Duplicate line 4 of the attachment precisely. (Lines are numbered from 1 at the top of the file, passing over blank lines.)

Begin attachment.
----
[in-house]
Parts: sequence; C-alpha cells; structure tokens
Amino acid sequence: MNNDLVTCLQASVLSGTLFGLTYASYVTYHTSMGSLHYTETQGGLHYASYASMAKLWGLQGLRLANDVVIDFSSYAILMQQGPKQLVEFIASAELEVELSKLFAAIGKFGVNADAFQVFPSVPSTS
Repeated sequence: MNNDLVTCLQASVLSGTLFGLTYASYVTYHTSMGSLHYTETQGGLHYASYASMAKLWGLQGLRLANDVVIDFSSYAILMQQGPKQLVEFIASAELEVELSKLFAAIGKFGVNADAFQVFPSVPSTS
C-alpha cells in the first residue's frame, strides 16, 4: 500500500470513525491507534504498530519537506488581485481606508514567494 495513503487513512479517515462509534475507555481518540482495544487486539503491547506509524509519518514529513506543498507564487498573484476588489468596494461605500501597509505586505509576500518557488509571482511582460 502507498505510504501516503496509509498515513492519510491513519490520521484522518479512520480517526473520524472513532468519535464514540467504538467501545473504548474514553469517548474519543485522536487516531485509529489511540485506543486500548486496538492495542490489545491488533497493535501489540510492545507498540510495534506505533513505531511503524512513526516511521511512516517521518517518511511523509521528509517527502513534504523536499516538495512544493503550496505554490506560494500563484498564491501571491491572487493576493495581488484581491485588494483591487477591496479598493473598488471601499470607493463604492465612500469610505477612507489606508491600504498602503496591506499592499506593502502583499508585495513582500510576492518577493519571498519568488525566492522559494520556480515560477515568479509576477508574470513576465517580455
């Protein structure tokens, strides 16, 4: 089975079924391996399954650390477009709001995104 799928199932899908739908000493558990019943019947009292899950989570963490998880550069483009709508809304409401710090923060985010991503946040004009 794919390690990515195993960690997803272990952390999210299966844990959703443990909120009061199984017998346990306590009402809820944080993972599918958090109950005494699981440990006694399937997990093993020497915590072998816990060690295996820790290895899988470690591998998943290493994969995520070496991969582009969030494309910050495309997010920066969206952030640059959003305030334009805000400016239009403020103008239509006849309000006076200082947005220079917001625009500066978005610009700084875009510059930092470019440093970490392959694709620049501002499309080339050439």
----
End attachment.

Repeated sequence: MNNDLVTCLQASVLSGTLFGLTYASYVTYHTSMGSLHYTETQGGLHYASYASMAKLWGLQGLRLANDVVIDFSSYAILMQQGPKQLVEFIASAELEVELSKLFAAIGKFGVNADAFQVFPSVPSTS